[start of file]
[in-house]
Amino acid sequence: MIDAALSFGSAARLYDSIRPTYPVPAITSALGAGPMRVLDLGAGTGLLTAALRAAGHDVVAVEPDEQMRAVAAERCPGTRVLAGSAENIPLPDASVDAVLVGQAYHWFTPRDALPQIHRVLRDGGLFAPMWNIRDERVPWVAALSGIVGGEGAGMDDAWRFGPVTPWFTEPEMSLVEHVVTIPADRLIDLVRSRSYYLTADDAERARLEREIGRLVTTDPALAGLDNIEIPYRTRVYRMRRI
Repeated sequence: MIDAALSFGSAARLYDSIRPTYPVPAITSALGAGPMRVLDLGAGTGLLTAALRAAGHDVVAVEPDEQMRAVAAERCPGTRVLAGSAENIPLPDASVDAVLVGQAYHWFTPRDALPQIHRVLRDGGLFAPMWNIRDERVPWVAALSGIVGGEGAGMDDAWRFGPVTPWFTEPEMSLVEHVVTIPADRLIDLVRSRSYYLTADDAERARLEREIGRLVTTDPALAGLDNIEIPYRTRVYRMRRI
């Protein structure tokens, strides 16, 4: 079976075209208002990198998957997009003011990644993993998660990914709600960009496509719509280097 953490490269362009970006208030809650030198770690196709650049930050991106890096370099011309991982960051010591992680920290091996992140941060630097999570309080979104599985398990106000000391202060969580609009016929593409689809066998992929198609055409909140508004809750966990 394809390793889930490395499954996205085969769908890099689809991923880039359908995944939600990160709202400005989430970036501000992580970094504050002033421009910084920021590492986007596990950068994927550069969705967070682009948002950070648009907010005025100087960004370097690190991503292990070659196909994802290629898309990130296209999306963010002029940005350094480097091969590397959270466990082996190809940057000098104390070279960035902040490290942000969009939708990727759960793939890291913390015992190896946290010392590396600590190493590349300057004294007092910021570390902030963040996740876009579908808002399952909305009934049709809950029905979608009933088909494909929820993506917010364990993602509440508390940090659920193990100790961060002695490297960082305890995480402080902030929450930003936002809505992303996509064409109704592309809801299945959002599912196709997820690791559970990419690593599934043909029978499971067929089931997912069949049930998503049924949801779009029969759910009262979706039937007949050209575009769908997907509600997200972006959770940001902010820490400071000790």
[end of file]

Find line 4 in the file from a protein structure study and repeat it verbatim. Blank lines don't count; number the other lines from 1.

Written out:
């Protein structure tokens, strides 16, 4: 079976075209208002990198998957997009003011990644993993998660990914709600960009496509719509280097 953490490269362009970006208030809650030198770690196709650049930050991106890096370099011309991982960051010591992680920290091996992140941060630097999570309080979104599985398990106000000391202060969580609009016929593409689809066998992929198609055409909140508004809750966990 394809390793889930490395499954996205085969769908890099689809991923880039359908995944939600990160709202400005989430970036501000992580970094504050002033421009910084920021590492986007596990950068994927550069969705967070682009948002950070648009907010005025100087960004370097690190991503292990070659196909994802290629898309990130296209999306963010002029940005350094480097091969590397959270466990082996190809940057000098104390070279960035902040490290942000969009939708990727759960793939890291913390015992190896946290010392590396600590190493590349300057004294007092910021570390902030963040996740876009579908808002399952909305009934049709809950029905979608009933088909494909929820993506917010364990993602509440508390940090659920193990100790961060002695490297960082305890995480402080902030929450930003936002809505992303996509064409109704592309809801299945959002599912196709997820690791559970990419690593599934043909029978499971067929089931997912069949049930998503049924949801779009029969759910009262979706039937007949050209575009769908997907509600997200972006959770940001902010820490400071000790």